Getting Unstuck


About a decade ago, I took piano lessons for the first time. It went pretty well for the first couple of months. My instructor gave lots of positive feedback but pushed me forward at a pace that my middle-aged, busy mom self found pretty relentless. Perhaps she was equating my brain’s plasticity with that of the college students with whom she spent most of her working hours, and my practice hours with those of students attending a music-based school. At any rate, when I progressed to needing to make my two hands do completely different things at the same time, there was a train wreck in my brain. I could actually feel and hear it.

This year has made me feel that way – over and over and over again. It has eroded my creativity, motivation, enthusiasm, and energy. Knowing that this year especially, we are so fortunate to simply be employed and healthy, makes me not want to say anything that could be construed as complaining. Hence being stuck.

A few things have helped… Our cats provide lots of entertainment, purrs, and kitty hugs. Completing projects around the house makes me feel somewhat productive when I’m not accomplishing my primary goals. Sewing masks for family and friends has been a good distraction that was also useful. Journaling gives me space to write whatever’s on my mind with no editing, either pre- or post-writing. Talking to friends when I can’t see them is a balm to my soul. Learning a new programming language has been an absorbing pastime that keeps my mind focused.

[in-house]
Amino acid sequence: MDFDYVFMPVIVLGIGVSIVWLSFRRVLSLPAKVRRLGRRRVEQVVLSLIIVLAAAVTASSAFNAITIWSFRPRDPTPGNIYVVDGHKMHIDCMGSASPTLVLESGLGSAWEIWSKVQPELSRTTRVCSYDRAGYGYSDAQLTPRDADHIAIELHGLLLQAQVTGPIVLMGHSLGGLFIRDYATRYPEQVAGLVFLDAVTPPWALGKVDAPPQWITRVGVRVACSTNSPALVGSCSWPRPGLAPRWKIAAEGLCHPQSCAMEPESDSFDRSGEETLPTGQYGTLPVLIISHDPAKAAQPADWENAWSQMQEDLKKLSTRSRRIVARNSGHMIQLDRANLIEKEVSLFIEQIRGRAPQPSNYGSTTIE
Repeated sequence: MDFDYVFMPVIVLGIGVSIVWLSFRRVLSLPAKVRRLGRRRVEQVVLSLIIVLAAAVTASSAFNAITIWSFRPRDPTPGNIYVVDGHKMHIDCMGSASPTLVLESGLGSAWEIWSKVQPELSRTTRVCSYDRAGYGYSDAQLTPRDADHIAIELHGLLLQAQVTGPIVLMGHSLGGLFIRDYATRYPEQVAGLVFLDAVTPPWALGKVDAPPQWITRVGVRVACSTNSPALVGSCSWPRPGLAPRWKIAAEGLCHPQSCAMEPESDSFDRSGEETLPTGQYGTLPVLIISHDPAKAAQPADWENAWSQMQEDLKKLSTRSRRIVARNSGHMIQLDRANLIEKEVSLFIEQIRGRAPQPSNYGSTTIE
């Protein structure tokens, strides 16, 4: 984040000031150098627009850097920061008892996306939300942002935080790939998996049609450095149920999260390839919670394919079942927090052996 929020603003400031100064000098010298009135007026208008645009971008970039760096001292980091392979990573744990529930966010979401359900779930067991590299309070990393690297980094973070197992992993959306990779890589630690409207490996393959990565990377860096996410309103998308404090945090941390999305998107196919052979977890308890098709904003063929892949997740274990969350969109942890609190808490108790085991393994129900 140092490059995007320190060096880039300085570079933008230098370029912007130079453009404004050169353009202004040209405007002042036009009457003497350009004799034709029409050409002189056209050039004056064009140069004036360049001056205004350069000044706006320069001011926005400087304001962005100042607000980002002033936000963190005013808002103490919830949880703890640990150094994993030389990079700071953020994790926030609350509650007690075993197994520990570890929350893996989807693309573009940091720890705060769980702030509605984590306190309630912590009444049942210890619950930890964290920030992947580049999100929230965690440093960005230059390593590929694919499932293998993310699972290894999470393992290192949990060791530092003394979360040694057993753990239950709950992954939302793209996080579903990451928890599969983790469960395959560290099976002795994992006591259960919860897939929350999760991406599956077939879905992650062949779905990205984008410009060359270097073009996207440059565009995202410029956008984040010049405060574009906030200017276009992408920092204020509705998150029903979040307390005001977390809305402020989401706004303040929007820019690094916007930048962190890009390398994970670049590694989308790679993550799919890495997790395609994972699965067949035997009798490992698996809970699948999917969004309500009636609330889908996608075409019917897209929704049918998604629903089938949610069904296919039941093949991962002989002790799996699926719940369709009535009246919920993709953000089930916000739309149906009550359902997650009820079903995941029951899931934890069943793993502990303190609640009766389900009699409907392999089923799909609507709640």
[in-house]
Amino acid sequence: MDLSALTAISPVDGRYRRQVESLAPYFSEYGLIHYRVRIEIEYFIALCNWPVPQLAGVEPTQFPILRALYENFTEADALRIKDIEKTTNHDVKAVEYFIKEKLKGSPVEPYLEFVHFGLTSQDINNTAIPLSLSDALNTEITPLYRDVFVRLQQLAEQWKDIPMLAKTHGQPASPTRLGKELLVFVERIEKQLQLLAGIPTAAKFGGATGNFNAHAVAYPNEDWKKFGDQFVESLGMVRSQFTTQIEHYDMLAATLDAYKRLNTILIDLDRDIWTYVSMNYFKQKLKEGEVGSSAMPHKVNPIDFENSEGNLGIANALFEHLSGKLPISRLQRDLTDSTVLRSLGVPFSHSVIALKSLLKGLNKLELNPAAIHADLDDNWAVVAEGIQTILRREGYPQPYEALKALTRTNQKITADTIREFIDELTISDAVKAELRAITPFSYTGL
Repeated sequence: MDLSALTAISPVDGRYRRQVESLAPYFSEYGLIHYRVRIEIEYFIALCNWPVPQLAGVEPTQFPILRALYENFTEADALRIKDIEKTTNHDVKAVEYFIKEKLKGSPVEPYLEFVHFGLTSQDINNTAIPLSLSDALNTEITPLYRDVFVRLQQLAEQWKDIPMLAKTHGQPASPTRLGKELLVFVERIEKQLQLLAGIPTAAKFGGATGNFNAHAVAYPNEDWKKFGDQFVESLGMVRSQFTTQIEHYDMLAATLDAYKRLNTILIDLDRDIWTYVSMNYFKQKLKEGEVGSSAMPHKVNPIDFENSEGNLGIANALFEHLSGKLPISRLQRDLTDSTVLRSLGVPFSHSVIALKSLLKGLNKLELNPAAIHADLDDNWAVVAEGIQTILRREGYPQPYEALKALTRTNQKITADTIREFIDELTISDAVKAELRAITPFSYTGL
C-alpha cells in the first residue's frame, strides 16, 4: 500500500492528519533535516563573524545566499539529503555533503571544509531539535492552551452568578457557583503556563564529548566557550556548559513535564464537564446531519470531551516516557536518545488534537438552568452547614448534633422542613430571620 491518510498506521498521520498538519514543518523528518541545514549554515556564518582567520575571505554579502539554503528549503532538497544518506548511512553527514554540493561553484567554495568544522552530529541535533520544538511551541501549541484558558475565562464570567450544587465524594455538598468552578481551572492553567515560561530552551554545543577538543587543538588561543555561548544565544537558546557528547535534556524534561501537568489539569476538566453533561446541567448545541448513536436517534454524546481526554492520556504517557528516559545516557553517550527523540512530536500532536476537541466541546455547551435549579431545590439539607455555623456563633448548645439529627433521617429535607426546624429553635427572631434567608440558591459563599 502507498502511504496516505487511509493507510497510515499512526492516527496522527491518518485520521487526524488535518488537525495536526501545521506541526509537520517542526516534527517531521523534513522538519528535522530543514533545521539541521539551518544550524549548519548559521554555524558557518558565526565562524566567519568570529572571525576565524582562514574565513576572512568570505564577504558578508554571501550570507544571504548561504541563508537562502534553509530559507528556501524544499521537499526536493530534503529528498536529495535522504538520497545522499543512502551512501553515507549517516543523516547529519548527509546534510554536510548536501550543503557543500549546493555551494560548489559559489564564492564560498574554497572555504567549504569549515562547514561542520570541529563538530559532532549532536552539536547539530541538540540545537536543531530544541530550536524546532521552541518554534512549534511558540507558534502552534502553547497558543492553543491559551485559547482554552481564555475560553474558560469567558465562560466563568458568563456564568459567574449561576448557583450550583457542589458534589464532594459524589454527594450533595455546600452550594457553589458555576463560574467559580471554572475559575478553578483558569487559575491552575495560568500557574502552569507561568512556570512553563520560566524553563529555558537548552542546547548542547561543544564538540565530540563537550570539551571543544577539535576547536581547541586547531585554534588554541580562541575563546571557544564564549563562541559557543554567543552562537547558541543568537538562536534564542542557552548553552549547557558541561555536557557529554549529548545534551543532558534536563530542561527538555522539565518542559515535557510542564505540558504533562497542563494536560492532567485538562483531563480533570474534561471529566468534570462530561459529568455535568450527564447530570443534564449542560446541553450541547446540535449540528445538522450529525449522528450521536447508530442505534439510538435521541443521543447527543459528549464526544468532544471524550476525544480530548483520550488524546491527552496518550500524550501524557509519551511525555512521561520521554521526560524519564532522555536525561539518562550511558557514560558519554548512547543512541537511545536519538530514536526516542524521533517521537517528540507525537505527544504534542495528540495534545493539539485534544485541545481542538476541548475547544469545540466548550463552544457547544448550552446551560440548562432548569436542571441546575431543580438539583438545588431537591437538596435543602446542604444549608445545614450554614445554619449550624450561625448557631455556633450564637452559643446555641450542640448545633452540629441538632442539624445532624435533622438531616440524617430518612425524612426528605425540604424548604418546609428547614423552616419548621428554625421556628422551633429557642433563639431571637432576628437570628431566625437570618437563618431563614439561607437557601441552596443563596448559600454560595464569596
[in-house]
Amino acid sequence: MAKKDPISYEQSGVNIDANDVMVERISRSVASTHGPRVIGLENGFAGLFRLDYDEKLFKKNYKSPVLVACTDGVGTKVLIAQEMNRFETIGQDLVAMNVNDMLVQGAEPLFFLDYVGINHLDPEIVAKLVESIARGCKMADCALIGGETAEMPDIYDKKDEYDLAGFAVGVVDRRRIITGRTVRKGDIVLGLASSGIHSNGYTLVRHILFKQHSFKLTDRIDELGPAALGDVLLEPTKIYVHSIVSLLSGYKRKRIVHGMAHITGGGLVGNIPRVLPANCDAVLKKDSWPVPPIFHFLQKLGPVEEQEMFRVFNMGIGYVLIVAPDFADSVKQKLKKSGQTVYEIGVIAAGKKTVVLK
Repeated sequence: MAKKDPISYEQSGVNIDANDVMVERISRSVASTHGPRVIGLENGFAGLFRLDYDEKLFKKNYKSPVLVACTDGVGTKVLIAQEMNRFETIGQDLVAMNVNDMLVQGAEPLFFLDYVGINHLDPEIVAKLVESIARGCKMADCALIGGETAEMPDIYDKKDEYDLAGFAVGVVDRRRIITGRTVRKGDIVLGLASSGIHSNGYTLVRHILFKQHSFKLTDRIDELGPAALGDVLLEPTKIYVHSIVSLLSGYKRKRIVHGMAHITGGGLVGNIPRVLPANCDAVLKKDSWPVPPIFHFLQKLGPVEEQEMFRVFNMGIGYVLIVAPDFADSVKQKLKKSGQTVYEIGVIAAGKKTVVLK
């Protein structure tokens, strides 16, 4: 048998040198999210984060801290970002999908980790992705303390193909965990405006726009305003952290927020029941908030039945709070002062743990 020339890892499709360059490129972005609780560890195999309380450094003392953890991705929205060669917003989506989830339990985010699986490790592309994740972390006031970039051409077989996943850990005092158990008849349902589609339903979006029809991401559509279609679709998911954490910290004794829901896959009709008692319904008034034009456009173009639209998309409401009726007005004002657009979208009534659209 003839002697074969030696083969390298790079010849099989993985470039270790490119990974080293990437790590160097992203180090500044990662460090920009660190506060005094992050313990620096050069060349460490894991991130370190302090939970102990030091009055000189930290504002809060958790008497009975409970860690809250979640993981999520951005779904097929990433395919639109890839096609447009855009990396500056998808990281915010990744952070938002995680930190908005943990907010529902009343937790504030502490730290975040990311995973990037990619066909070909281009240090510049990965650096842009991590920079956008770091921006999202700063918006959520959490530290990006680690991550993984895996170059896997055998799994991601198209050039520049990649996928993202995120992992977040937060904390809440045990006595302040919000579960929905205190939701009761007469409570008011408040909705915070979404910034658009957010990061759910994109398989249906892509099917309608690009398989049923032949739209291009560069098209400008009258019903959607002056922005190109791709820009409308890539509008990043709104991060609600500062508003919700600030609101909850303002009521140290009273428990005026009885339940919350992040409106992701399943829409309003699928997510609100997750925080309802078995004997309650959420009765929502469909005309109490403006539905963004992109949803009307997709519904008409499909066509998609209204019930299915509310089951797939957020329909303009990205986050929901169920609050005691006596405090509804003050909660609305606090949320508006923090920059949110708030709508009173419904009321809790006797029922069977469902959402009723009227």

In The Upside of Stress, research psychologist Kelly McGonigal details that the way in which we view a stressful situation impacts our likelihood of success. If we view something as a challenge, we are more likely to succeed than if we view it as a threat. In an interview about the book, she stated that successful stress management is associated with a significant capacity for uncertainty, and that viewing stress as a growth opportunity is helpful.

I am a planner through and through. Unsolved problems keep me up at night, and although 3AM is an excellent time to deeply and thoroughly ponder just about anything without distraction, it’s not the greatest time for completely coherent thinking. 2020 has already provided many occasions to learn to embrace uncertainty, and it seems like more will follow. Here, then, is an excellent opportunity to both grow and extract something good from this year… so my goal for the coming months is to accept and learn to welcome the uncertainty.

What tools help you with uncertainty?

One thought on “Getting Unstuck

  1. I am still struggling to accept uncertainty. I am an excessive worrier. My mind starts thinking of all the things that could go wrong, and somehow manages to avoid the positives. However, knowing that other people are like that does make me feel better; I am not alone.


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